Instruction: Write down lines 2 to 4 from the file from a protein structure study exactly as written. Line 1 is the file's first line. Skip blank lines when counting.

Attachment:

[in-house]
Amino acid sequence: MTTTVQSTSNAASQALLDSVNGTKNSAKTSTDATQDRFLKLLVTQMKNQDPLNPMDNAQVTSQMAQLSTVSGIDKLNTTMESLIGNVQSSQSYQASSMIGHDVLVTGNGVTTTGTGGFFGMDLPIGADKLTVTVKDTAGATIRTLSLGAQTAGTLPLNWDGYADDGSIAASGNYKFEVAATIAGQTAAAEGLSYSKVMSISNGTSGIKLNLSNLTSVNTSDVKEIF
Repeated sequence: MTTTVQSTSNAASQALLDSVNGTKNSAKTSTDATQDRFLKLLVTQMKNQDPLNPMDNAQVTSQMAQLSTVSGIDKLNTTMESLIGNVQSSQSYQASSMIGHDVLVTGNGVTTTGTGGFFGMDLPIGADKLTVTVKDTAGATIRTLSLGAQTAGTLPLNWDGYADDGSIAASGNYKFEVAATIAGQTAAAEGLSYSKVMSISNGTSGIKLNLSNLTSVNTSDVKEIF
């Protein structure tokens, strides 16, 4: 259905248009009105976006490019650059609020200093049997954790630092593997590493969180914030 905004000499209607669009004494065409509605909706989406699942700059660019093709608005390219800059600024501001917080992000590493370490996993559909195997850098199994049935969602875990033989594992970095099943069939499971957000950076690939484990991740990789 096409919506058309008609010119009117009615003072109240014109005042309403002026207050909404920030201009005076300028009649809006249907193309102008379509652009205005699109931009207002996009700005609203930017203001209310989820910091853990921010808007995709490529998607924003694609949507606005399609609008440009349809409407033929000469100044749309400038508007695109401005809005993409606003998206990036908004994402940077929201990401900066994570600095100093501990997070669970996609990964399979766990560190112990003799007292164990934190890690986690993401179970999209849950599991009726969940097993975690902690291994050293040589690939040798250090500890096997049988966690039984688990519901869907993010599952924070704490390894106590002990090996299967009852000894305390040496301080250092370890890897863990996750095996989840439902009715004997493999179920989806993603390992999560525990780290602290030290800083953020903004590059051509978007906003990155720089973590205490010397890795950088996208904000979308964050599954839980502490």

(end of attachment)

Amino acid sequence: MTTTVQSTSNAASQALLDSVNGTKNSAKTSTDATQDRFLKLLVTQMKNQDPLNPMDNAQVTSQMAQLSTVSGIDKLNTTMESLIGNVQSSQSYQASSMIGHDVLVTGNGVTTTGTGGFFGMDLPIGADKLTVTVKDTAGATIRTLSLGAQTAGTLPLNWDGYADDGSIAASGNYKFEVAATIAGQTAAAEGLSYSKVMSISNGTSGIKLNLSNLTSVNTSDVKEIF
Repeated sequence: MTTTVQSTSNAASQALLDSVNGTKNSAKTSTDATQDRFLKLLVTQMKNQDPLNPMDNAQVTSQMAQLSTVSGIDKLNTTMESLIGNVQSSQSYQASSMIGHDVLVTGNGVTTTGTGGFFGMDLPIGADKLTVTVKDTAGATIRTLSLGAQTAGTLPLNWDGYADDGSIAASGNYKFEVAATIAGQTAAAEGLSYSKVMSISNGTSGIKLNLSNLTSVNTSDVKEIF
């Protein structure tokens, strides 16, 4: 259905248009009105976006490019650059609020200093049997954790630092593997590493969180914030 905004000499209607669009004494065409509605909706989406699942700059660019093709608005390219800059600024501001917080992000590493370490996993559909195997850098199994049935969602875990033989594992970095099943069939499971957000950076690939484990991740990789 096409919506058309008609010119009117009615003072109240014109005042309403002026207050909404920030201009005076300028009649809006249907193309102008379509652009205005699109931009207002996009700005609203930017203001209310989820910091853990921010808007995709490529998607924003694609949507606005399609609008440009349809409407033929000469100044749309400038508007695109401005809005993409606003998206990036908004994402940077929201990401900066994570600095100093501990997070669970996609990964399979766990560190112990003799007292164990934190890690986690993401179970999209849950599991009726969940097993975690902690291994050293040589690939040798250090500890096997049988966690039984688990519901869907993010599952924070704490390894106590002990090996299967009852000894305390040496301080250092370890890897863990996750095996989840439902009715004997493999179920989806993603390992999560525990780290602290030290800083953020903004590059051509978007906003990155720089973590205490010397890795950088996208904000979308964050599954839980502490």